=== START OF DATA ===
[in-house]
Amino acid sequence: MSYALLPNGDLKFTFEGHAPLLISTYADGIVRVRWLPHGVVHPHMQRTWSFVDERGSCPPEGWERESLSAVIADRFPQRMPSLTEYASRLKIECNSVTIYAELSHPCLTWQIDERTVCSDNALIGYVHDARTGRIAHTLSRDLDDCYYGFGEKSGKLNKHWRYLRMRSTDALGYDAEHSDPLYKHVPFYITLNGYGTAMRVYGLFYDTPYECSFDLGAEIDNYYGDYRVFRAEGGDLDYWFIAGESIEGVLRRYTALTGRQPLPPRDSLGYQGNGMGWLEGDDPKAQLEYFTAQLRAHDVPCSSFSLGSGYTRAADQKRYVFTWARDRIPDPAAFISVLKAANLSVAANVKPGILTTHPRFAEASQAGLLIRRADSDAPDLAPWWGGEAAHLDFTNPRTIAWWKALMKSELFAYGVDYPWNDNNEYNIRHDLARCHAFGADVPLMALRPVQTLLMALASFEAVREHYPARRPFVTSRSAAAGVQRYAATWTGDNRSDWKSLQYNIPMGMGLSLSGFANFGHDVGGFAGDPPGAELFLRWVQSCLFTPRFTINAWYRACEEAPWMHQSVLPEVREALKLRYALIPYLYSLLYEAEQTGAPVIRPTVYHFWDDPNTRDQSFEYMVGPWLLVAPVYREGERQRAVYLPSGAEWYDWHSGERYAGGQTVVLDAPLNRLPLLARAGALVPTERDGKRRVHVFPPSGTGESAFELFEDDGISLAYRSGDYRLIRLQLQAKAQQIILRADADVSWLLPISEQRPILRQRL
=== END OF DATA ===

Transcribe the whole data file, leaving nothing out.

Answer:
[in-house]
Amino acid sequence: MSYALLPNGDLKFTFEGHAPLLISTYADGIVRVRWLPHGVVHPHMQRTWSFVDERGSCPPEGWERESLSAVIADRFPQRMPSLTEYASRLKIECNSVTIYAELSHPCLTWQIDERTVCSDNALIGYVHDARTGRIAHTLSRDLDDCYYGFGEKSGKLNKHWRYLRMRSTDALGYDAEHSDPLYKHVPFYITLNGYGTAMRVYGLFYDTPYECSFDLGAEIDNYYGDYRVFRAEGGDLDYWFIAGESIEGVLRRYTALTGRQPLPPRDSLGYQGNGMGWLEGDDPKAQLEYFTAQLRAHDVPCSSFSLGSGYTRAADQKRYVFTWARDRIPDPAAFISVLKAANLSVAANVKPGILTTHPRFAEASQAGLLIRRADSDAPDLAPWWGGEAAHLDFTNPRTIAWWKALMKSELFAYGVDYPWNDNNEYNIRHDLARCHAFGADVPLMALRPVQTLLMALASFEAVREHYPARRPFVTSRSAAAGVQRYAATWTGDNRSDWKSLQYNIPMGMGLSLSGFANFGHDVGGFAGDPPGAELFLRWVQSCLFTPRFTINAWYRACEEAPWMHQSVLPEVREALKLRYALIPYLYSLLYEAEQTGAPVIRPTVYHFWDDPNTRDQSFEYMVGPWLLVAPVYREGERQRAVYLPSGAEWYDWHSGERYAGGQTVVLDAPLNRLPLLARAGALVPTERDGKRRVHVFPPSGTGESAFELFEDDGISLAYRSGDYRLIRLQLQAKAQQIILRADADVSWLLPISEQRPILRQRL